Oklahoma City Thunder busy at draft, trade up to bring Cole Aldrich into crowded mix at center

By Jeff Latzke, AP
Thursday, June 24, 2010

Busy Thunder add Kansas’ Aldrich to mix at center

OKLAHOMA CITY — Add Cole Aldrich to the crowded race to become the starting center for the Oklahoma City Thunder.

Taken with the No. 11 pick in Thursday night’s draft, the 6-foot-11 Aldrich was sent to the busy Thunder in a trade with the New Orleans Hornets. Oklahoma City gave up a pair of first-round picks (Nos. 21 and 26) but also got veteran forward Morris Peterson in the swap.

Aldrich enters the mix with starter Nenad Krstic and reserve Serge Ibaka, who received increased playing time down the stretch and made a defensive impact in the playoffs. The Thunder also are trying to develop Byron Mullens, who was the No. 24 overall pick in last year’s draft.

“I think whatever team it is, if I stay in New Orleans or if I go to Oklahoma City, the need for a big man is great,” Aldrich said. “I’m not going to try to go in and do spectacular things, only the things I’m good at.

“I’m good at rebounding and defending and blocking shots and that’s how I’m going to make my presence on the court early is doing those things. I’m definitely working hard on my offensive game, too.”

Oklahoma City led the NBA in blocked shots and ranked third in the league in rebounding last season, despite lacking a big-name center. Kevin Durant, the youngest player ever to lead the NBA in scoring, considered a “big man” to be one of his team’s biggest needs after a 27-win improvement last season.

“I think he’s going to be a game-changer for us, and I’m very excited to add him to our team,” Durant said of Aldrich while watching the draft in person in New York. “I’m looking forward to next season.”

After their marked improvement, the Thunder put a scare into the eventual champion Los Angeles Lakers in the first round of the playoffs before losing in six games. The Lakers’ most noticeable advantage was up front, with Pau Gasol and Andrew Bynum, and the final game was decided on a putback by Gasol in the final second.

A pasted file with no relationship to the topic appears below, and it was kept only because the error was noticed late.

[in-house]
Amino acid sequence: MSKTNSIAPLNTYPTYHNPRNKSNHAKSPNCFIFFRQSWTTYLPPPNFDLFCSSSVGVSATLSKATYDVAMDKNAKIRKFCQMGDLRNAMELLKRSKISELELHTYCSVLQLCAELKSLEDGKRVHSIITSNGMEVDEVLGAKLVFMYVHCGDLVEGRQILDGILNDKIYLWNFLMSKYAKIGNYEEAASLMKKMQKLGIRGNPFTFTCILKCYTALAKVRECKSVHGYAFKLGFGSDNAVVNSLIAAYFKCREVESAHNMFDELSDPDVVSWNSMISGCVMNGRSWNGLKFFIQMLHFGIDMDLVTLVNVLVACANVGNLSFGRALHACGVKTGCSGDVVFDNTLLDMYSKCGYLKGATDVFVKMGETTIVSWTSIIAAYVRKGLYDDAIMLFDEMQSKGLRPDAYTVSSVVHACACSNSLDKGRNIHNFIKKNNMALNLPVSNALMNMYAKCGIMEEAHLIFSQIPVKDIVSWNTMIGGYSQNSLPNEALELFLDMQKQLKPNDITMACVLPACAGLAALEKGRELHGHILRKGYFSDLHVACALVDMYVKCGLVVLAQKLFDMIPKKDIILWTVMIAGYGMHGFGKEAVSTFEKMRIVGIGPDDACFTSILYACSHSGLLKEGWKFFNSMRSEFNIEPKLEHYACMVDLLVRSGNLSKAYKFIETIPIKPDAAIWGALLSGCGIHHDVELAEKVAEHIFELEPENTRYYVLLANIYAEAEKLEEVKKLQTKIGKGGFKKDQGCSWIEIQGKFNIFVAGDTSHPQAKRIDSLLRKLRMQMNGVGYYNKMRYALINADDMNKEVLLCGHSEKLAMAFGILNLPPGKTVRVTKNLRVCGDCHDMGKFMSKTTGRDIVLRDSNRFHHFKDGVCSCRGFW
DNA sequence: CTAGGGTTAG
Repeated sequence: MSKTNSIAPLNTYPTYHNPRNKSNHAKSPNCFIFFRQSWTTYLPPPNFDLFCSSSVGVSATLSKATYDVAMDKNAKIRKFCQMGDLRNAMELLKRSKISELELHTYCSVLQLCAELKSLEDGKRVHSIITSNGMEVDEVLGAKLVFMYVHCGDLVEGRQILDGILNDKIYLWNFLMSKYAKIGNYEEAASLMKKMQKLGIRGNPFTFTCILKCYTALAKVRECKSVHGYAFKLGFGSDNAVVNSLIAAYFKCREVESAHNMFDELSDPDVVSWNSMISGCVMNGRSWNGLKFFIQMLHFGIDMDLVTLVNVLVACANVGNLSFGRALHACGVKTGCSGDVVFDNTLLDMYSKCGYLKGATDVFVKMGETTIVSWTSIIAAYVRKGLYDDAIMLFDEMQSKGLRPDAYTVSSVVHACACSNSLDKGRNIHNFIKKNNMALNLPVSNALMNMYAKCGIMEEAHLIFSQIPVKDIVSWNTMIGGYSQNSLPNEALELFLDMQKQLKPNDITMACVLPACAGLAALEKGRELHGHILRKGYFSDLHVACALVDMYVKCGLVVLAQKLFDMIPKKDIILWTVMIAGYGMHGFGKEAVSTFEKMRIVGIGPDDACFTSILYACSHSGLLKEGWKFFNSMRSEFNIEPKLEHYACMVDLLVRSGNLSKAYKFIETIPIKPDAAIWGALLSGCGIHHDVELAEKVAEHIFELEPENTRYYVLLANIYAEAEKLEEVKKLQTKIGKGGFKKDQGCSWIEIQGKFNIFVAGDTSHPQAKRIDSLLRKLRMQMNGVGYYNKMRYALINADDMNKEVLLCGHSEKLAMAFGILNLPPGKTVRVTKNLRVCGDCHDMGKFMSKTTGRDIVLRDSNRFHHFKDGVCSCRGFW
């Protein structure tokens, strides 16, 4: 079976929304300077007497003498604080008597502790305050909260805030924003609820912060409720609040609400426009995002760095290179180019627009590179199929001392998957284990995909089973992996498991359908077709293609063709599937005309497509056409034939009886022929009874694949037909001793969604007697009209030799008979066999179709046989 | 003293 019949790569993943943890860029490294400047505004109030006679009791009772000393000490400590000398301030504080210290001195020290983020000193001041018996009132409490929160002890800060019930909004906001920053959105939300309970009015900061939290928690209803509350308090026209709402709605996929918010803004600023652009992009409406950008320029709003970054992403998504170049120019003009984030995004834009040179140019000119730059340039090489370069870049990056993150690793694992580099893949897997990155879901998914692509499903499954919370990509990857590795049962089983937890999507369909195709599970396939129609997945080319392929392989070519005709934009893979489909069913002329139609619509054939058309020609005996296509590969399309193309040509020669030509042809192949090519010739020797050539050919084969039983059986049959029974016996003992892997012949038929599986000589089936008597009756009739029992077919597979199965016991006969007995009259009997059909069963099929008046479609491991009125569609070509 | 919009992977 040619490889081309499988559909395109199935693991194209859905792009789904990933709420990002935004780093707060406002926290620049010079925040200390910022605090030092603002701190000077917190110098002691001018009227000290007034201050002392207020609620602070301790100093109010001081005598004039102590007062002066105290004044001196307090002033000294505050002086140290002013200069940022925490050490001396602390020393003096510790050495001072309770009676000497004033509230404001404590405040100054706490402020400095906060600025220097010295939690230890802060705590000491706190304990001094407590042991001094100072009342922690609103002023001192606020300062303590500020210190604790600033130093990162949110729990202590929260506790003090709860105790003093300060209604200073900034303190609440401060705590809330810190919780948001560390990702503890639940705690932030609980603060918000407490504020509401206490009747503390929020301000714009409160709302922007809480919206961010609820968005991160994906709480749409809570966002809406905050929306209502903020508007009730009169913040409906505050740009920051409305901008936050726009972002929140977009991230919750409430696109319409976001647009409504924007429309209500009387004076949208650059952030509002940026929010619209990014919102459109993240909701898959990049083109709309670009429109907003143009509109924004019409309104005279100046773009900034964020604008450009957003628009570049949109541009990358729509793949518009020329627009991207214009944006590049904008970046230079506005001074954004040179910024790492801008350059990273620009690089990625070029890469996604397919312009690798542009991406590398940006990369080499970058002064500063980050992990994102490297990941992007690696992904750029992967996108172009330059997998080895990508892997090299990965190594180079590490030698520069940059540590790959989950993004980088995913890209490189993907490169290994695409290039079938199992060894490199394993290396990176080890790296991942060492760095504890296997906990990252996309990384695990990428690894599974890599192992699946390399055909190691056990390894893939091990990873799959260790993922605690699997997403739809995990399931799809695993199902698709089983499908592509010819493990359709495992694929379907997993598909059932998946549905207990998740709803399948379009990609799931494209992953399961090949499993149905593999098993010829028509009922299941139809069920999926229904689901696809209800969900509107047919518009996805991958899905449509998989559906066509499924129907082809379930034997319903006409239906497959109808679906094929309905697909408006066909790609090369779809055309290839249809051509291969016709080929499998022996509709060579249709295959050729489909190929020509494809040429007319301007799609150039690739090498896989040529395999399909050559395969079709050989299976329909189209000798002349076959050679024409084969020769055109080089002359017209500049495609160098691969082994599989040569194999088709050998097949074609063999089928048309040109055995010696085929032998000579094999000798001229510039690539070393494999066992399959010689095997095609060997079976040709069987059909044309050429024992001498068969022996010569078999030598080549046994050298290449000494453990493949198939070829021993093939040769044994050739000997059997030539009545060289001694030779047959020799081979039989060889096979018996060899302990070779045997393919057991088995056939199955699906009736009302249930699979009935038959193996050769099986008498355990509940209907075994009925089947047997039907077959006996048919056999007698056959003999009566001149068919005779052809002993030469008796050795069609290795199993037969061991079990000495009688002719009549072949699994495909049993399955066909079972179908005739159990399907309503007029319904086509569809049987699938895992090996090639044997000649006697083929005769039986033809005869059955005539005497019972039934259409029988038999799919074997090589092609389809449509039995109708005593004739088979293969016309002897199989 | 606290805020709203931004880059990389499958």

“I think the league always tells you a little bit about your team,” general manager Sam Presti said. “But we have been pretty consistent with how we want to build a team, the things that we think are core attributes to playing winning basketball. … We’re looking at ourselves first. We’re looking at how this basketball team can get better.”

The first priority, though, certainly seemed to be adding size — even if Presti wasn’t allowed by NBA rules to talk about the Aldrich acquisition until July 8.

“We felt like being able to add some physicality in the draft and some other areas would help us. It’s certainly not going to complete the puzzle for us or make us a perfect entity,” Presti said. “It’s not going to happen with a silver bullet. We’re going to have to keep chipping away each step of the way.”

The Thunder came into the draft with three first-round picks after a trade with Miami a day earlier that also brought in former 3-point shootout champion Daequan Cook, and Presti was busy again on a draft night that might as well have been called “trade night.”

Every move Oklahoma City made involved a trade — five of them, plus the one that happened about 24 hours earlier.

“The objective is not to make trades,” Presti said. “Each one we make, there is a purpose behind it. We’re not going to be right all the time, but we’re also not just doing things to do them.”

Presti took Kentucky guard Eric Bledsoe with the 18th overall pick, then sent him to the Los Angeles Clippers in exchange for a future first-round pick.

He then picked up 7-foot-1 center Tibor Pleiss from Germany with the first pick in the second round, following a three-way trade that involved Atlanta and New Jersey. The Thunder sent cash to the Hawks for their part in the swap.

Next, Oklahoma City brought back Latavious Williams, who spent last season playing for the franchise’s NBA Developmental League affiliate in Tulsa in a deal with Miami. The Heat got a conditional 2011 second-round pick for that.

Florida State power forward Ryan Reid came over with cash from Indiana in exchange for Magnum Rolle of Louisiana Tech. Reid was the 57th pick, six spots after Rolle.

“I’m happy for the new rookies coming in,” said Durant, the No. 2 overall pick in 2007. “This is a great time to be drafted into the NBA. I know what it feels like.”

Peterson is no rookie. Headed into his 11th season, he is set to make about $6.6 million in the final year of his four-year contract. He played in only 46 games last season, averaging 7.6 points.

“I’m excited to be playing with a great, young, up-and-coming team,” Peterson wrote in a text message to The Associated Press.

AP Basketball Writer Jim O’Connell in New York and AP Sports Writer Brett Martel in New Orleans contributed to this report.

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